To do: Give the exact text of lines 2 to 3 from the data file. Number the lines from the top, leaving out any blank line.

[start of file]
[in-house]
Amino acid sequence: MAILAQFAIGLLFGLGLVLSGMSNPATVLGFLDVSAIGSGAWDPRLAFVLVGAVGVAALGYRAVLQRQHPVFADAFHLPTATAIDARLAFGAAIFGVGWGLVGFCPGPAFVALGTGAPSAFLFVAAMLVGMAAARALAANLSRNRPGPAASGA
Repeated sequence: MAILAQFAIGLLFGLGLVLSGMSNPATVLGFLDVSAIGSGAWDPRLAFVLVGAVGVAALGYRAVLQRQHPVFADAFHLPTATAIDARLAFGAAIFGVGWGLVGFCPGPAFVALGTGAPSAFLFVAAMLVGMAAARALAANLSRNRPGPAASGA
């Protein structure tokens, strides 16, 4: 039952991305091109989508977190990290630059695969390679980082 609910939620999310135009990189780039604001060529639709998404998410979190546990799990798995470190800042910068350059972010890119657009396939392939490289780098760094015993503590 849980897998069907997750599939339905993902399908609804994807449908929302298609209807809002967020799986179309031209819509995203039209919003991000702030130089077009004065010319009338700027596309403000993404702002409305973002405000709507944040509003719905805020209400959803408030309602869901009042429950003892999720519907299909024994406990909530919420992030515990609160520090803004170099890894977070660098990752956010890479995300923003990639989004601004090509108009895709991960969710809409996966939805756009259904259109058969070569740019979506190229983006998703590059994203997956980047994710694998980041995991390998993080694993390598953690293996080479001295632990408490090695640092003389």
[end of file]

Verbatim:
Amino acid sequence: MAILAQFAIGLLFGLGLVLSGMSNPATVLGFLDVSAIGSGAWDPRLAFVLVGAVGVAALGYRAVLQRQHPVFADAFHLPTATAIDARLAFGAAIFGVGWGLVGFCPGPAFVALGTGAPSAFLFVAAMLVGMAAARALAANLSRNRPGPAASGA
Repeated sequence: MAILAQFAIGLLFGLGLVLSGMSNPATVLGFLDVSAIGSGAWDPRLAFVLVGAVGVAALGYRAVLQRQHPVFADAFHLPTATAIDARLAFGAAIFGVGWGLVGFCPGPAFVALGTGAPSAFLFVAAMLVGMAAARALAANLSRNRPGPAASGA